Effects of Family Background upon the Timing of First Marriage in Modern China and Russia

Hongbo Wang, University of California, Los Angeles

This paper addresses the effects of family background on entry into first marriage during early adulthood in modern China and Russia. China and Russia are historically characterized by nuptial systems distinct from that in Western Europe. During the past century, these two countries have experienced dramatic social changes, which have undermined the social foundations of traditional marriage. Using survey data collected in the 1990s, I examine the extent to which the Western pattern of advantaged family background discouraging early marriage holds for modern China and Russia. Findings from a discrete-time survival analysis indicate that both China and Russia, traditionally non-Malthusian societies, now seem to exhibit the U.S. paradigm: youth from privileged social origins are less likely to marry at young ages. Nevertheless, this delaying effect is not necessarily attributed to intergenerational transmission of social status.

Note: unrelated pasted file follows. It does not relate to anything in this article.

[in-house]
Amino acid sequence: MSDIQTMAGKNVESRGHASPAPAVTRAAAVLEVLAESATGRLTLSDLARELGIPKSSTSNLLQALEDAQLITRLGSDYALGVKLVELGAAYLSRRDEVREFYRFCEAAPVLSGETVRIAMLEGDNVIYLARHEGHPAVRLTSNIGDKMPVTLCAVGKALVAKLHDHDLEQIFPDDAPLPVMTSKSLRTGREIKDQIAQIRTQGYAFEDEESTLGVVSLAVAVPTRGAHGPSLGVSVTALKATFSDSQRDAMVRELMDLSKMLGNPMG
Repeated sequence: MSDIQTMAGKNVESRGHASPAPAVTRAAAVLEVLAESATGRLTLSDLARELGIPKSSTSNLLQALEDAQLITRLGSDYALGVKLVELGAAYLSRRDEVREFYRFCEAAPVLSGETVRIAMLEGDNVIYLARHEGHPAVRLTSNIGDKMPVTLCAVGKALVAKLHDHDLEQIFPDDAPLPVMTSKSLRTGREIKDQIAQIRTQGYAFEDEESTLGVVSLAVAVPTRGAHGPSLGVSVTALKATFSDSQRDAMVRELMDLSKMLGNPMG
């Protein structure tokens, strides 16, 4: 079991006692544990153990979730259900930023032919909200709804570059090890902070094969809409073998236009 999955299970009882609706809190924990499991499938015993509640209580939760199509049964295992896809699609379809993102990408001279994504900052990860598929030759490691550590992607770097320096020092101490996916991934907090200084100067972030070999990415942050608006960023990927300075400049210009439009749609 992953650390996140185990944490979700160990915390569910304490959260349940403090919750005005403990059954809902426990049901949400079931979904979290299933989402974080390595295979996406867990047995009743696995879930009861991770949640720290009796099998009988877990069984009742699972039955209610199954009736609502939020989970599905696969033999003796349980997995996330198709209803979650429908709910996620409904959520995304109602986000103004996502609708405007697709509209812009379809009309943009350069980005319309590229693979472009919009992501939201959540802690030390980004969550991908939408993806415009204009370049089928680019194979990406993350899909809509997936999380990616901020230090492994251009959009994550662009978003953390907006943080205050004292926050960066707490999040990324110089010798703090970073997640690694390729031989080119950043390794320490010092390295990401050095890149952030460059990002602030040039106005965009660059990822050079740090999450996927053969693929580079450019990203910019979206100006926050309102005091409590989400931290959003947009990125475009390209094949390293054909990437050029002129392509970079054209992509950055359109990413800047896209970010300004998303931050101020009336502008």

See paper

Presented in Session 90: Global Changes in Marriage and Family